DENVER — A clinic at Denver Health is investigating tuberculosis (TB) exposure at George Washington High School (GWHS) – those who may have been exposed have already been contacted and will be tested.
Someone reported a case of tuberculosis, and it involves someone who is a part of the GWHS community. Denver Health can't say if it's a staff member or a student, but the clinic said that person is not in school now, and they are being treated.
The Tuberculosis Clinic at the Public Health Institute at Denver Health (PHIDH) is working with Denver's health department and Denver Public Schools to educate faculty and students about TB.
TB is spread between people through the air, and typically takes several hours of exposure for a person to be at risk of becoming infected. Most people who are exposed to TB do not become infected.
Typical symptoms of TB are a chronic cough, fever or night sweats. A person who is infected with TB, but is not sick, can be treated to eliminate the infection to prevent them from getting sick in the future.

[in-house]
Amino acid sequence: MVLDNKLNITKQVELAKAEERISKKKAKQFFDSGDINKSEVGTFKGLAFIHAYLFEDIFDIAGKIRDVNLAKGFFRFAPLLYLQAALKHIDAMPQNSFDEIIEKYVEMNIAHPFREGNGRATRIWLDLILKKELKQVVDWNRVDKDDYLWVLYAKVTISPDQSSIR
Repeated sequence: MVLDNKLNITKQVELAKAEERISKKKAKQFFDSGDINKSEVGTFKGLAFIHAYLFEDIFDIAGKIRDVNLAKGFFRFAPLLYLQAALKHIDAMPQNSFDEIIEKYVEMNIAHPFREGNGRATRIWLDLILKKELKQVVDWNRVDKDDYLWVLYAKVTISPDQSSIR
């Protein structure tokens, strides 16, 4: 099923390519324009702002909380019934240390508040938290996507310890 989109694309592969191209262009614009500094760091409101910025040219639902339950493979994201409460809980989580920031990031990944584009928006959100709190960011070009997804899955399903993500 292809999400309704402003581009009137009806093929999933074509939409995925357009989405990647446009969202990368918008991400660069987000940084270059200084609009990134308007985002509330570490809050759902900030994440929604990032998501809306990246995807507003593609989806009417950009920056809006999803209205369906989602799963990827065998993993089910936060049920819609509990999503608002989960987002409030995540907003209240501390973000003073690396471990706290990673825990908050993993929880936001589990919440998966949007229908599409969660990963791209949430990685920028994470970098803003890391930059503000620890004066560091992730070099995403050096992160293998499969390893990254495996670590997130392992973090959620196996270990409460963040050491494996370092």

"The development of infection is much longer (for TB)," said Dr. Bill Burman with the PHIDH. "COVID-19 developed in four days after exposure. TB develops weeks to months later."
Burman said there is unlikely to be much transmission and he's confident their process will work to identify infections and treatment.
They are in the process of identifying people who may have been exposed and will test those individuals this week.
"Importantly, we will have this opportunity to treat anyone who has developed an initial infection," he said. "They are not contagious, and we can prevent them from ever developing active TB."
Burman said there is no risk for transmission now since the person is not in school. He encouraged people to go to school as normal.
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